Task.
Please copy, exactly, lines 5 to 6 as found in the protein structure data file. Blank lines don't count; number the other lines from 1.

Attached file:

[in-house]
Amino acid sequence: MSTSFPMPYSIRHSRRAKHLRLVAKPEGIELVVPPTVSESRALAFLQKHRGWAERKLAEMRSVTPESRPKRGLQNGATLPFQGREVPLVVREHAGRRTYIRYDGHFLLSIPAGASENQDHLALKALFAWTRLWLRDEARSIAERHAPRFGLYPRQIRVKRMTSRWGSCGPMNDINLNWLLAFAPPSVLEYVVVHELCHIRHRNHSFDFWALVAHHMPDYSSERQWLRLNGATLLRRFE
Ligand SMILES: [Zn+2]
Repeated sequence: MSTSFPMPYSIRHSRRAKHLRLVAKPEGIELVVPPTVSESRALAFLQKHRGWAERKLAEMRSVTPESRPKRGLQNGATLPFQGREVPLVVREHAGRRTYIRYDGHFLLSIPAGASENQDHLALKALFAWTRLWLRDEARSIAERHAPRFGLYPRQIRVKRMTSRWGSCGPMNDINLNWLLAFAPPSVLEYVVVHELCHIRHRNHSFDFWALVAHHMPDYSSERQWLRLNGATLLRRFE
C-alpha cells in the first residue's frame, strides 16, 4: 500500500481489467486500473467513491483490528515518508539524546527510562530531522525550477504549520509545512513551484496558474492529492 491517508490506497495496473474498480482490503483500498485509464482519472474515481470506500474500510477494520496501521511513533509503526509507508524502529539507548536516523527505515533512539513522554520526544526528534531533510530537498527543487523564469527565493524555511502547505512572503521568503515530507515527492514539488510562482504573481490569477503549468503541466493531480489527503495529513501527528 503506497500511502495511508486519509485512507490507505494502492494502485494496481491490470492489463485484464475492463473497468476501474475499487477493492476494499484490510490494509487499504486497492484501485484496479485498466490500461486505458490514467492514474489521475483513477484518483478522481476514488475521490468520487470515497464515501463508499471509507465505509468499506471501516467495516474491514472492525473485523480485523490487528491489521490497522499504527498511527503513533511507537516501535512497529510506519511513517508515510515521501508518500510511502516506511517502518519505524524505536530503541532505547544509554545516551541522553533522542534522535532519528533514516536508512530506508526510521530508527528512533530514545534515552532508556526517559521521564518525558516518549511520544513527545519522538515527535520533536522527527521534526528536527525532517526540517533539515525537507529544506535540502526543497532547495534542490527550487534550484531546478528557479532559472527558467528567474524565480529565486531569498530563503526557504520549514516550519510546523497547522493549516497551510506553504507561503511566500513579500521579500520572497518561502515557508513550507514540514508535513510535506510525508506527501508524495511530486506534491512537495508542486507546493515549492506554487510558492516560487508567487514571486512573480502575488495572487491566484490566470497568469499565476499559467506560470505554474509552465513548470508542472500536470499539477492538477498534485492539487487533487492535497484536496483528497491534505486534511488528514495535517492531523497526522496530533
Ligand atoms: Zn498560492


C-alpha cells in the first residue's frame, strides 16, 4: 500500500481489467486500473467513491483490528515518508539524546527510562530531522525550477504549520509545512513551484496558474492529492 491517508490506497495496473474498480482490503483500498485509464482519472474515481470506500474500510477494520496501521511513533509503526509507508524502529539507548536516523527505515533512539513522554520526544526528534531533510530537498527543487523564469527565493524555511502547505512572503521568503515530507515527492514539488510562482504573481490569477503549468503541466493531480489527503495529513501527528 503506497500511502495511508486519509485512507490507505494502492494502485494496481491490470492489463485484464475492463473497468476501474475499487477493492476494499484490510490494509487499504486497492484501485484496479485498466490500461486505458490514467492514474489521475483513477484518483478522481476514488475521490468520487470515497464515501463508499471509507465505509468499506471501516467495516474491514472492525473485523480485523490487528491489521490497522499504527498511527503513533511507537516501535512497529510506519511513517508515510515521501508518500510511502516506511517502518519505524524505536530503541532505547544509554545516551541522553533522542534522535532519528533514516536508512530506508526510521530508527528512533530514545534515552532508556526517559521521564518525558516518549511520544513527545519522538515527535520533536522527527521534526528536527525532517526540517533539515525537507529544506535540502526543497532547495534542490527550487534550484531546478528557479532559472527558467528567474524565480529565486531569498530563503526557504520549514516550519510546523497547522493549516497551510506553504507561503511566500513579500521579500520572497518561502515557508513550507514540514508535513510535506510525508506527501508524495511530486506534491512537495508542486507546493515549492506554487510558492516560487508567487514571486512573480502575488495572487491566484490566470497568469499565476499559467506560470505554474509552465513548470508542472500536470499539477492538477498534485492539487487533487492535497484536496483528497491534505486534511488528514495535517492531523497526522496530533
Ligand atoms: Zn498560492